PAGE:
are required to communicate—first orally and later in writing—the process that was used or

the reasoning used to arrive at the correct answer. Math games and manipulatives are used

to enhance instruction and application of concepts.”

Mt. Pleasant Academy Elementary School Mt. Pleasant, SC

“Good teachers use direct instruction to model the learning, require and provide for time on

task, have high expectations, and do not give up on any child.”

Steenrod Elementary School Wheeling, WV

“The teachers provide opportunities to apply problem-solving skills to relevant, everyday

experiences. Manipulatives, computers, and calculators are part of math instruction at all

levels to assure understanding of concepts, and daily math drills provide practice in

mathematical communication and use of algorithms. Integration with other curricular areas is

managed through thematic units and projects. Students use a variety of measuring,

estimating, graphing, and problem-solving techniques. All teachers are aware that the

concepts in math are like a set of stairs--one cannot reach the top by skipping too many

7

8.
C. Student support

Blue Ribbon Schools support their students in mathematics instruction through a variety of

techniques, including keeping parents informed about student performance and involved in

their children’s educations.

Themes in student Forest Park Elementary School Fremont, CA

support:

y “The school uses multiple measures for data analysis to

y Early intervention determine areas of mathematical competencies in need of

y Frequent parent- emphasis for identified students. There is a lot of collaboration

teacher

conferences and discussion about identified students in order to determine

y Home strategies the best avenues for effecting progress. The school also

y Extended day intervenes as early as possible and makes every attempt to

programs

y Tutoring involve parents in every aspect of the student's educational

y Summer process.”

workshops

Village Christian Schools Sun Valley, CA

“We did a grade-by-grade item analysis of the standardized test score data [and] identified

areas of strength and weakness. We designed specific instructional interventions and

adopted new curricula to address those areas of weakness. Each year, we continue to

identify areas where continued growth is needed and modify the instructional program to

produce that growth. A key strategy in improving scores was to target the lowest performing

students (stanines 1-3) and to build interventions for these students. The major intervention

was to develop a peer tutoring program that would help lower performing students build

foundational skills in math.”

Sumner Academy of Arts and Sciences Kansas City, KS

“The math department has designed several interventions to assist students who are

struggling with math. They provide summer workshops to incoming students free of charge,

they provide tutoring periods during activity periods, and they meet with students regularly

before school, after school and on Saturdays. This year they have begun a new class which

requires struggling students to have 90 minutes of math instruction every day.”

8

Blue Ribbon Schools support their students in mathematics instruction through a variety of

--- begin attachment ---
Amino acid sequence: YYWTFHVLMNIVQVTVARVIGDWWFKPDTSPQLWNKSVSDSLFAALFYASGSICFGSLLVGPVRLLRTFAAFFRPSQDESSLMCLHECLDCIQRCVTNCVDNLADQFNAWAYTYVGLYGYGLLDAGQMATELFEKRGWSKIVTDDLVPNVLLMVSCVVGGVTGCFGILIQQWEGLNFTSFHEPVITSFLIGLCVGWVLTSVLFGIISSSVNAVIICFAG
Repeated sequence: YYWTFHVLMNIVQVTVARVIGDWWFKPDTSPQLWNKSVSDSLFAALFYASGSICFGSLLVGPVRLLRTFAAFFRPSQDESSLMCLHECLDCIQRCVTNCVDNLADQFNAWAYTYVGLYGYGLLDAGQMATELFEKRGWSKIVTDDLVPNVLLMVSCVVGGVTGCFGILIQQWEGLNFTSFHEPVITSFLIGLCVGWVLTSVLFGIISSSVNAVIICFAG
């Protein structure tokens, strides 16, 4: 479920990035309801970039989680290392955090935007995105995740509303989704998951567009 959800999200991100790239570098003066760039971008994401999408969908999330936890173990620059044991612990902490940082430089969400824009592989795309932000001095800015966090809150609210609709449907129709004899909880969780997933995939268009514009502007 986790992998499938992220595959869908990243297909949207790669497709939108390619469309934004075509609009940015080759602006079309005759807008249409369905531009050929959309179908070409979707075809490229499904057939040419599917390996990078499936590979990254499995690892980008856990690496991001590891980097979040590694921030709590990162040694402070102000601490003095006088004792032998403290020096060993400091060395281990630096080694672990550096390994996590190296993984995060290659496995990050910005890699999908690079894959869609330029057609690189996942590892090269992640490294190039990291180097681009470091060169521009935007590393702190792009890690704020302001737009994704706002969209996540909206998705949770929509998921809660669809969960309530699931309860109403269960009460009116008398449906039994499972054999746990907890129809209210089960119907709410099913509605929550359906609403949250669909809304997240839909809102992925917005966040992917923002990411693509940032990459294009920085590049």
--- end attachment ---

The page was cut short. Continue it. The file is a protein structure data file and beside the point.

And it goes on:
techniques, including keeping parents informed about student performance and involved in

their children’s educations.

Themes in student Forest Park Elementary School Fremont, CA

support:

y “The school uses multiple measures for data analysis to

y Early intervention determine areas of mathematical competencies in need of

y Frequent parent- emphasis for identified students. There is a lot of collaboration

teacher

conferences and discussion about identified students in order to determine

y Home strategies the best avenues for effecting progress. The school also

y Extended day intervenes as early as possible and makes every attempt to

programs

y Tutoring involve parents in every aspect of the student's educational

y Summer process.”

workshops

Village Christian Schools Sun Valley, CA

“We did a grade-by-grade item analysis of the standardized test score data [and] identified

areas of strength and weakness. We designed specific instructional interventions and

adopted new curricula to address those areas of weakness. Each year, we continue to

identify areas where continued growth is needed and modify the instructional program to

produce that growth. A key strategy in improving scores was to target the lowest performing

students (stanines 1-3) and to build interventions for these students. The major intervention

was to develop a peer tutoring program that would help lower performing students build

foundational skills in math.”

Sumner Academy of Arts and Sciences Kansas City, KS

“The math department has designed several interventions to assist students who are

struggling with math. They provide summer workshops to incoming students free of charge,

they provide tutoring periods during activity periods, and they meet with students regularly

before school, after school and on Saturdays. This year they have begun a new class which

requires struggling students to have 90 minutes of math instruction every day.”

8

9.
Benjamin Franklin High School New Orleans, LA

“Mathematics teachers articulate the curriculum across grade levels, using frequent

assessments to ensure that students are building the necessary foundation for higher-level

mathematics. Keenly aware of student data, mathematics teachers address evident student

weaknesses, build into their courses time for tutoring students during the school day, and

staff a Saturday program for students who need to work on their mathematics skills.”

Summit Park Elementary School Baltimore, MD